Currently, 1,395 million South Africans are employed by the local construction industry of which 88% are male and 12% female. Although the number of women employed in the industry is drastically low, female employee figures have increased by 60% over the past ten years.
“This is great for the industry and the country as a whole. However, the integration and development of women must become a priority if we are to swell these numbers even further. First and foremost, we must stamp out the gender discrimination that still plagues the industry which, in my opinion, is the root cause of its slow transformation” says Allen Bodill, Executive Director of the Master Builders Association of the Western Cape.
“Gender discrimination is one of the biggest challenges I have had to face. Being a woman, I have found that I am not taken seriously and this is something I experience on a daily basis. The general perception is that the construction industry is a man’s world, but through the quality of my work, I have now built up a solid reputation that speaks for itself” agrees Wendy Damon, Owner of Damp Control Cape – one of MBAWC’s 400 member companies.
Dawn Clarke, Financial Director at Scheltma &Co., another MBAWC member, concurs: “There is always the perception that women do not understand construction language and that they are unable to go to site and get dirty or climb ladders. Fortunately, I have always felt respected and admired by the men at my company and I believe that that in itself is an achievement in the industry.”
Colleen Alben, Owner of AAA Absolute Plumbing – a Master Builders Association of the Western Cape member for the past 111 years – adds that she has encountered discrimination by employees, clients and competitor companies with regards to her experience, physical appearance and skills: Although I’m not a qualified plumber – having come from a financial background – I have been involved in several construction projects and am able to hold my own.”
All three women have had to work exceptionally hard to prove themselves in this industry and today they each hold illustrious positions within their companies.
Damon, who began her construction career as a receptionist and currently runs a successful business, says: “I am proud of what I have achieved so far and would like to inspire other young women and show them that gender does not have to be a barrier.” Her advice to other women wanting to achieve similar success in male-dominated industries is to ignore the naysayers and the wolf-whistles. “Focus rather on what it is you want to achieve.” Her goal now is to study further, particularly Construction Law.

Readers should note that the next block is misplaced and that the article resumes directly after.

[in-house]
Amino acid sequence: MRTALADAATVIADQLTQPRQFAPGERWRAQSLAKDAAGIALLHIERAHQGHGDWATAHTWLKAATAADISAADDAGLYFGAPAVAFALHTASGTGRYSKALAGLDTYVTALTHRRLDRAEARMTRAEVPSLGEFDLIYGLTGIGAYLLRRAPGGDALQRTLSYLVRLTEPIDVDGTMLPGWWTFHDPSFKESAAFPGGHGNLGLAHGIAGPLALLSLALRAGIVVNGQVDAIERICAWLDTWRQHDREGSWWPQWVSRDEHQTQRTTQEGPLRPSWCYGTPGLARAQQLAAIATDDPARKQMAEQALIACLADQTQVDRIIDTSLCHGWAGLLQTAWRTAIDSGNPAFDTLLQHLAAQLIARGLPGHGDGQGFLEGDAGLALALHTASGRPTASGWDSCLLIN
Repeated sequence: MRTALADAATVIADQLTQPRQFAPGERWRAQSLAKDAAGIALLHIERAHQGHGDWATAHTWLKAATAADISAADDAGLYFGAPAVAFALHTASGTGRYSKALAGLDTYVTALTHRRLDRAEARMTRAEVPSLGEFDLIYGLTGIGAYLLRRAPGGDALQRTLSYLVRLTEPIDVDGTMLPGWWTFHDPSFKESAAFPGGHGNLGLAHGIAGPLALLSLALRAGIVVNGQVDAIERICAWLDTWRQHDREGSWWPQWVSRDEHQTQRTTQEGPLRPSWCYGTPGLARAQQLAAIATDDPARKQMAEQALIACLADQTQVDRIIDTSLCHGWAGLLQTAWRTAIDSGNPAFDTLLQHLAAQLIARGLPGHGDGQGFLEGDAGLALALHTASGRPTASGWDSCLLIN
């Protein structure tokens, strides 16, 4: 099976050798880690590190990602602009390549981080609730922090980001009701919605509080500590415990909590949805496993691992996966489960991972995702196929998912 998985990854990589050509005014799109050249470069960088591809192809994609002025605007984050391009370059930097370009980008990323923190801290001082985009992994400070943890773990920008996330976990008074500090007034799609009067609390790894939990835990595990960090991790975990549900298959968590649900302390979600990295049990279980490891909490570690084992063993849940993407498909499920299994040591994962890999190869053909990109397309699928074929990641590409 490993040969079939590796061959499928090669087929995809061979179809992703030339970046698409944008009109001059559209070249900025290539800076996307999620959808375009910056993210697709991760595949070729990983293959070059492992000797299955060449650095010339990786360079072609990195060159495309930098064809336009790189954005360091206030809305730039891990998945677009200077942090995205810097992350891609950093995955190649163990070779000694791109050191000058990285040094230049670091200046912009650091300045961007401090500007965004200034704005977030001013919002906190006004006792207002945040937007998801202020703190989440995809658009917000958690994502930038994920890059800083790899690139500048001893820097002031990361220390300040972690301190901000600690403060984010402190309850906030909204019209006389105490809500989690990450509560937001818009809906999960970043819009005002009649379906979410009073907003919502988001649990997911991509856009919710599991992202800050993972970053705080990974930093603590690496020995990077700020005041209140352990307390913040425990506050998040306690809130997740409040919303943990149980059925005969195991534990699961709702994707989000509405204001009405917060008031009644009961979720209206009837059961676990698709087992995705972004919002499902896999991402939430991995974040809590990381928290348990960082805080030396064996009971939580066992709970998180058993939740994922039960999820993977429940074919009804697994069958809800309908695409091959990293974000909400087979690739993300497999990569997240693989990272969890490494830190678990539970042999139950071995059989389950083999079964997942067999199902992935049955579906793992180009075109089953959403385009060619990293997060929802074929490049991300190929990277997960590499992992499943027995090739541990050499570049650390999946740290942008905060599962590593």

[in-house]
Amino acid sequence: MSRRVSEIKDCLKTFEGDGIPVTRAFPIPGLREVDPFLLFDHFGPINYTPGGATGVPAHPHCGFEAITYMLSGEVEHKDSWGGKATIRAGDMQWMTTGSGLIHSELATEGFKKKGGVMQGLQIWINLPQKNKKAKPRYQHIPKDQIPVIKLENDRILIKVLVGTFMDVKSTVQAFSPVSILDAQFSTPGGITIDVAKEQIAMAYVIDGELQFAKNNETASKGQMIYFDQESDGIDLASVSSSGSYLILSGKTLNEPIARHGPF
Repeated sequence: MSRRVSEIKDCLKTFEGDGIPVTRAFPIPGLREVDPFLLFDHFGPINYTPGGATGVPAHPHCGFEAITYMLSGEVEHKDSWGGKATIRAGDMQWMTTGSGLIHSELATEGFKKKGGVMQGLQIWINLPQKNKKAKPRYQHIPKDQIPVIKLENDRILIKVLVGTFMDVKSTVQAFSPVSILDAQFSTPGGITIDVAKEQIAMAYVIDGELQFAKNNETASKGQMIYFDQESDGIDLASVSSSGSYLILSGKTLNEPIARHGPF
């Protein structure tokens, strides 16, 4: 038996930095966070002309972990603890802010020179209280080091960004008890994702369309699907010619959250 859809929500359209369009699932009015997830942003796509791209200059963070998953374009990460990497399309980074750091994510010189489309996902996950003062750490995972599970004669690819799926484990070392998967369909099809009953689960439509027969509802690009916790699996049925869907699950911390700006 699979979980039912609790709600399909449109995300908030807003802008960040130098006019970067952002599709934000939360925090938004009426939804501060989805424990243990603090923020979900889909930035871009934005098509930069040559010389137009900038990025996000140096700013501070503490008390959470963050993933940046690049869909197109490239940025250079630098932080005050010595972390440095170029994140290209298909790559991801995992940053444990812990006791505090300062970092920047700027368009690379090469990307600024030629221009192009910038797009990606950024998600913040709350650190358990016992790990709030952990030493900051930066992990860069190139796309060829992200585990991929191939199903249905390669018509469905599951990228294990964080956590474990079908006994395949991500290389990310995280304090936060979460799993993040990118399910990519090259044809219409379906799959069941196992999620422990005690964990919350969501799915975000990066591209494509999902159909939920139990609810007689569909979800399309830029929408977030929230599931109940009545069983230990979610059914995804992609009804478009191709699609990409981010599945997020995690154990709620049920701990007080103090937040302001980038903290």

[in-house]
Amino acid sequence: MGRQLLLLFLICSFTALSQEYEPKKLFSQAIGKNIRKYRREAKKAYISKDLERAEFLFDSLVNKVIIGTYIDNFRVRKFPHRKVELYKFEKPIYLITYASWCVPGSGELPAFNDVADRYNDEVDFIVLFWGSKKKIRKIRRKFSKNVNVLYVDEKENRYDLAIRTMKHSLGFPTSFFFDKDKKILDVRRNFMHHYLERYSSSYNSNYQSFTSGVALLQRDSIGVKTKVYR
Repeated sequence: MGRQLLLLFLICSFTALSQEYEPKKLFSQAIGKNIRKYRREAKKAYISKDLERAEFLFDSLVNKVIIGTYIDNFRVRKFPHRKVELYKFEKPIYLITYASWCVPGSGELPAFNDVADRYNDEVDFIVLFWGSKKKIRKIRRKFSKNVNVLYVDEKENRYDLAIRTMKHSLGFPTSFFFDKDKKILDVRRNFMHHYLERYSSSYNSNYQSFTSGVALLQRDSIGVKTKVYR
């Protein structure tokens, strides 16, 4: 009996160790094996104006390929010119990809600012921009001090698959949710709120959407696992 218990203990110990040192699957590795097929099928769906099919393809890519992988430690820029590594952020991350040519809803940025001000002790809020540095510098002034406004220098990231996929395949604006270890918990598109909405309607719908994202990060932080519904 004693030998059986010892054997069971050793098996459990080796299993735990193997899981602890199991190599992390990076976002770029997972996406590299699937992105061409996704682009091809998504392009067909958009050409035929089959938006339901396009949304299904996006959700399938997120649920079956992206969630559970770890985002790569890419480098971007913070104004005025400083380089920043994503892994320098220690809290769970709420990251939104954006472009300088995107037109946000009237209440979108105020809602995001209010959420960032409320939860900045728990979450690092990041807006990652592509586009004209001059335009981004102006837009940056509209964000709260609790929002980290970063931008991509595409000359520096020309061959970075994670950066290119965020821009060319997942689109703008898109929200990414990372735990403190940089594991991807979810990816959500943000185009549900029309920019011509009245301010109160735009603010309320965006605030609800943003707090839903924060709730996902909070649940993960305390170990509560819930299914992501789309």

Having originally qualified as a Chartered Accountant, Finlayson’s career highlights have included spending 10 years in Taiwan as a Corporate Planning Manager for Coca-Cola. On her return to South Africa, she was employed as an Accountant at Scheltema, before being made a Director. “Once I proved myself as being capable it was easy. It took one and a half years to become a Director and I have never looked back.” Now on the cusp of retirement, her words of wisdom for other women are: “Always respect your male colleagues and treat them well even though they may be rough. Be tough and stand your ground.”
Alben, who would like to one day complete her plumbing studies, shares: “Over the last four years, I have managed to assert myself and gain the respect of workers and clients alike, particularly by going onto site with – and learning from – the men. I am proud of my achievements and to me it is an indicator that women can succeed at anything that they put their minds to. I also believe that there is still a lot of work that can be done to open the industry to more women and that women can contribute significantly to the expansion and improvement of the sector.” Looking to the future, she hopes to expand AAA Absolute Plumbing to create more opportunities for people in her community, specifically women.
“We have to eradicate gender discrimination in the construction industry and hasten transformation so that our daughters feel at ease taking their rightful place next to their brothers in building South Africa,” concludes Bodill.